Out of concern that the ancient Pacific knowledge on seafaring is now sailing on its way to oblivion, a descendant of a Micronesian grandmaster navigator is trying to revive the traditional wayfinding skills by passing on centuries-old navigational knowledge to the younger generation.
Master Navigator Sesario Sewralur made it clear in his speech during the launching of a traditional Palauan sports racing canoe on Saturday, May 11, in Ollei, Ngarchelong State that he wanted to continue the dream of his father to keep the knowledge on traditional navigations alive.
Being one of the children of the late grand-master navigator Pius “Mau” Piailug of Satawal, who was best known as a teacher of traditional way finding methods for open-ocean voyaging sans the aid of instrument, Sesario possessed the traditional voyaging skills and knowledge that had been passed on from generation to generation.
Although not a Palauan, Sesario, who is from Satawal, holds the knowledge of traditional voyaging which he claimed to have originated in Palau.
Ebiil Society Director Ann Singeo, in an interview with Island Times, said she was initially in disbelief upon learning from Sesario himself that the traditional navigation skills and knowledge that the latter possessed actually originated in Palau and the Marshall Islands.
Singeo recalled the conversation she had with Sesario where the latter revealed that the reason why Palauan canoe has the design of a head of the bird is to signify the beginning of Pacific navigation in Palau.
“There was even a time when Palauans were starting to speak openly in public that Palau does not have navigation, that we never navigated, that we always stayed here. But here’s a man who is doing navigation, he’s a master navigator who says it began here,” Singeo said.
It was in 2008 when Sesario began working with the Ebiil Society to teach traditional navigations to kids joining Ebiil’s summer camp.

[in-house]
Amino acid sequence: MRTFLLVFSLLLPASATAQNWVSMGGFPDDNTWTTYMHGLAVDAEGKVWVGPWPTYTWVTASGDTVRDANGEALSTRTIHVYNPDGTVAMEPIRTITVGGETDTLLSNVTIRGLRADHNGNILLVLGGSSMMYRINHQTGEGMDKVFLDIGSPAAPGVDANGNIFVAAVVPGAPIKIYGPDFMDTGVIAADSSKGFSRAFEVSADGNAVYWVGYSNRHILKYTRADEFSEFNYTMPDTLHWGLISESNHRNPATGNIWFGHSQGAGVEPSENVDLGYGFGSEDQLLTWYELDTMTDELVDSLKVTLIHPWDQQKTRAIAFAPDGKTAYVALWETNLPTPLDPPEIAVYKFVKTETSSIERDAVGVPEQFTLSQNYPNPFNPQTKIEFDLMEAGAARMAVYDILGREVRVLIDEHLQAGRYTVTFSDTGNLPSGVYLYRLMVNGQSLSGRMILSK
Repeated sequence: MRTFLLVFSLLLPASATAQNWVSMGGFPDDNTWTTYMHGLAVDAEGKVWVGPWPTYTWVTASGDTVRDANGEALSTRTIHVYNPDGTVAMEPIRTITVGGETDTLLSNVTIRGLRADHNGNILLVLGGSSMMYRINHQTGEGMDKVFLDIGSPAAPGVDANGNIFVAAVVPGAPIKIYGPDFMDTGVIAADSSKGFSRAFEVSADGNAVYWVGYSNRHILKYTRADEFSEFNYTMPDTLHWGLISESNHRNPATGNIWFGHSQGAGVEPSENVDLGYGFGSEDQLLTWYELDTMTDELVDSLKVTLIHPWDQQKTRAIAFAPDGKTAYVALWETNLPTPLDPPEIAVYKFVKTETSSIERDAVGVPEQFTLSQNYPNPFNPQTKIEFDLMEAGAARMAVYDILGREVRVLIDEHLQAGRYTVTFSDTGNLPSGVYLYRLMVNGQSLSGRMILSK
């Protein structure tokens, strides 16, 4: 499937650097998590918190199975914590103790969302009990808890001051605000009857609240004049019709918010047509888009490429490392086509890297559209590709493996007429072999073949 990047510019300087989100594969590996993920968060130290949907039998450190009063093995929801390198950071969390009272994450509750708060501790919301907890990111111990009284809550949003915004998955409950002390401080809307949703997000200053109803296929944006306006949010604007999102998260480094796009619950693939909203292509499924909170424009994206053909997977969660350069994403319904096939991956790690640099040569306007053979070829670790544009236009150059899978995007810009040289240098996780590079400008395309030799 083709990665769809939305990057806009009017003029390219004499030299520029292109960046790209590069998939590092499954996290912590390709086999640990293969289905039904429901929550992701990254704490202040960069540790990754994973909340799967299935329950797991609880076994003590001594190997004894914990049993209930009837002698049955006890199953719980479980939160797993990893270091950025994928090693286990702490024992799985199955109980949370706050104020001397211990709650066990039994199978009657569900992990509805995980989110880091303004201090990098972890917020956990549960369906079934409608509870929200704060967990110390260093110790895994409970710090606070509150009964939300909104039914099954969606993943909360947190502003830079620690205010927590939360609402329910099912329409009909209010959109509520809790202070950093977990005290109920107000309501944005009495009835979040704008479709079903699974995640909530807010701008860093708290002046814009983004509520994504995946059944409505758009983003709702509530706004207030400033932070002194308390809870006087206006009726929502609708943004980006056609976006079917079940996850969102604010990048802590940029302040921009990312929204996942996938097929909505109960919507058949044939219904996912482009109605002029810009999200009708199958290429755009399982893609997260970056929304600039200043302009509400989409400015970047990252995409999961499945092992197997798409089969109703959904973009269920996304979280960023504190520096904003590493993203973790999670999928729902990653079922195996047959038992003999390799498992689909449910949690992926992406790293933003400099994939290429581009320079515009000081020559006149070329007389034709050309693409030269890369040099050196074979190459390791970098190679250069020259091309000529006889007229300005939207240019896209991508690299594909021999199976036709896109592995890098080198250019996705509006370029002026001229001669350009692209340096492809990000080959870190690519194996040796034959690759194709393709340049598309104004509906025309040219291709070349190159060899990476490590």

Sesario arrived in Palau in 2007 as a master navigator when a group of Palauans established the Micronesia Voyaging Association (MVA). Sesario then taught navigations at the Palau Community College (PCC) but had also been teaching the subject to kids during summers at the request of the Ebiil Society.
Singeo said that Ebiil Society, being an organization that promotes environment conservation, has always wanted to teach children to respect the environment by incorporating traditional values. This is the same reason why the organization is introducing traditional navigations to the children during summer camps – to promote sustainable transportation.
“We teach through traditional industries because traditional industries are created by people who are really closely connected to the earth,” Singeo said.
This summer, the kids at Ebiil Camp will have the chance to learn the traditional way of sailing using the canoe that master navigator Sesario just finished making.
Last Saturday, May 11,the Ebiil Society showcased before the guests the traditional Palauan sports racing canoe called Kaeb which will be used to teach kid campers the art of sailing without the use of instruments. The canoe was carved and built by Sesario since January this year whenever he had vacant time on a weekend.So pure was Sesario’s intention that he voluntarily made the canoe for free.
“He’s not doing this because we’re giving him money. He’s doing it out of his passion and because he wants to continue the legacy of his father who decided that if he didn’t teach others, it will be lost,” Singeo revealed.
According to Singeo, Sesario is also now raising an apprentice to learn the skills he had acquired from his late father. (By Rhealyn C. Pojas)